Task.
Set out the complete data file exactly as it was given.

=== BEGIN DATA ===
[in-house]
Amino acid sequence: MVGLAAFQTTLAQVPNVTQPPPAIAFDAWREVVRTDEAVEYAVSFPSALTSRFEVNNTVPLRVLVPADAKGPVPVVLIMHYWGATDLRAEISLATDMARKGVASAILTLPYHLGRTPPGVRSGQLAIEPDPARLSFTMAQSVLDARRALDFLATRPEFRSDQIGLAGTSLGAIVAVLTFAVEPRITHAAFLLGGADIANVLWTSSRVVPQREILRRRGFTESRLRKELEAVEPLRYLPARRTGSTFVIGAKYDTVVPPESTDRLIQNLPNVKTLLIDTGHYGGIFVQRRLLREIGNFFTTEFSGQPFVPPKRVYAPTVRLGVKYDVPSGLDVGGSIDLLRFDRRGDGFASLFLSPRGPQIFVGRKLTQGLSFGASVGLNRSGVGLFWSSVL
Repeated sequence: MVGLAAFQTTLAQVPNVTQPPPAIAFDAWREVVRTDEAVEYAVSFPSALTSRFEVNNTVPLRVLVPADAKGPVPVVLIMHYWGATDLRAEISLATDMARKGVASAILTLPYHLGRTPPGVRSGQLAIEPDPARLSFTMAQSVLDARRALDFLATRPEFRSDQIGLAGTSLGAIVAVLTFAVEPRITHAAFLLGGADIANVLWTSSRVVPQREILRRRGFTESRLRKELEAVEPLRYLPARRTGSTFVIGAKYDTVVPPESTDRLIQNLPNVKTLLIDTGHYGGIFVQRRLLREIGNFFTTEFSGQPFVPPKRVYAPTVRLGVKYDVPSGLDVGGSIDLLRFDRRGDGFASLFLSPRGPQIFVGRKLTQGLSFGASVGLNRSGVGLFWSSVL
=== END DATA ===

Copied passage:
[in-house]
Amino acid sequence: MVGLAAFQTTLAQVPNVTQPPPAIAFDAWREVVRTDEAVEYAVSFPSALTSRFEVNNTVPLRVLVPADAKGPVPVVLIMHYWGATDLRAEISLATDMARKGVASAILTLPYHLGRTPPGVRSGQLAIEPDPARLSFTMAQSVLDARRALDFLATRPEFRSDQIGLAGTSLGAIVAVLTFAVEPRITHAAFLLGGADIANVLWTSSRVVPQREILRRRGFTESRLRKELEAVEPLRYLPARRTGSTFVIGAKYDTVVPPESTDRLIQNLPNVKTLLIDTGHYGGIFVQRRLLREIGNFFTTEFSGQPFVPPKRVYAPTVRLGVKYDVPSGLDVGGSIDLLRFDRRGDGFASLFLSPRGPQIFVGRKLTQGLSFGASVGLNRSGVGLFWSSVL
Repeated sequence: MVGLAAFQTTLAQVPNVTQPPPAIAFDAWREVVRTDEAVEYAVSFPSALTSRFEVNNTVPLRVLVPADAKGPVPVVLIMHYWGATDLRAEISLATDMARKGVASAILTLPYHLGRTPPGVRSGQLAIEPDPARLSFTMAQSVLDARRALDFLATRPEFRSDQIGLAGTSLGAIVAVLTFAVEPRITHAAFLLGGADIANVLWTSSRVVPQREILRRRGFTESRLRKELEAVEPLRYLPARRTGSTFVIGAKYDTVVPPESTDRLIQNLPNVKTLLIDTGHYGGIFVQRRLLREIGNFFTTEFSGQPFVPPKRVYAPTVRLGVKYDVPSGLDVGGSIDLLRFDRRGDGFASLFLSPRGPQIFVGRKLTQGLSFGASVGLNRSGVGLFWSSVL